How To: Light Tackle Trolling Tips for Striped Bass #194

Light Tackle Trolling Tips

1. Troll with the current (down current): This is the easiest way and will keep your lures at the desired depth. On the other hand, trolling uptide will create a water ski effect and raise your lures.

2. Lots of Turns: If you incorporate a series of turns into your trolling pattern, you can fish a pretty wide spectrum of the water column. The inside line on the turn will drop; the outside line on the turn will rise.

3. Braid Backing, Faster Drop: The thick diameter and heavy weight of lead core will result in a slow moving spool on the drop. This will greatly diminish the depth you’ll get to if you put the reel in free spook. I find that the 40lb. braid comes off the spook 10x faster, allowing for a faster drop than the heavier, yet slower moving, leadcore off the reel.

4. Short Rods: The shorter the rod, the lower the angle the line is to the water. The lower the angle, the less line you have exposed to wind drag and the less time it will take the lure to drop when taking the boat out of gear.

5. Slow Trolling Speed: The slower you go, the deeper you lures will drop. Ideal striper trolling speed is as slow as you can go, preferably under 3.5 knots through the water. Don’t worry about speed over ground while trolling with the tide.

6. Drop In and Out of Gear: As you see from my outfit above, I have accommodated for this technique, which I tend to utilize almost 100-percent of the time I troll for stripers. This technique puts together all the tactical tips from one through six. When you put them all together, you can hit targets up to 60-feet with the light outfits I am recommending. Not only can you reach the fish, you have a lot more control and sensitivity. Also, as importantly, you have the enjoyment of a skilled technique with fun, easy-to-use outfits. Here’s how this method works:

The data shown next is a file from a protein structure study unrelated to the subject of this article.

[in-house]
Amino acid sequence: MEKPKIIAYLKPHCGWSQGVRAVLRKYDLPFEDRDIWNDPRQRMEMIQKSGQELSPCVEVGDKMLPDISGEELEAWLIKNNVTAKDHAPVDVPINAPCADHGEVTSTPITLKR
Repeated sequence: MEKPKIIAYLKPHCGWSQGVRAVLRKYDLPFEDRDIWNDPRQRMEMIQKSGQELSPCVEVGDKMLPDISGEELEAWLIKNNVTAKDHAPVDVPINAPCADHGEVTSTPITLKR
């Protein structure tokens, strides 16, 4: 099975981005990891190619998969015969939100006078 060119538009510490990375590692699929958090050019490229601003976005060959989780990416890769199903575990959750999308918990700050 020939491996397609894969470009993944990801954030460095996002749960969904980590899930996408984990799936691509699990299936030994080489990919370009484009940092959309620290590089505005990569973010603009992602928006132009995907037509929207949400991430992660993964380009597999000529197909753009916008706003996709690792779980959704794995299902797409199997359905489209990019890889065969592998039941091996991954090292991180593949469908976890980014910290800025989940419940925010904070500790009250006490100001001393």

• Identify the Target: If I see a juicy fish target or a piece of structure that I like on the fish finder, I will count to five, then take the boat out of gear.
  • Wait: I will then count 10 seconds of drop time for every 10-feet of depth, more if I am trolling against the tide. The goal here, regardless of the amount of time (other factors include lure weight and wind check) is to get the lures to the depth of the target.
  • Engage: Once you feel confident that you are in the zone, put the boat back in gear. This is often when you will hook up.
  • Tease: If the above method doesn’t work within 15 seconds, I repeat on a shorter count. This time, I will put the reel in free spool simultaneously. Once the reel is engaged, I will crank in 30-feet of line to simulate a spooked fish.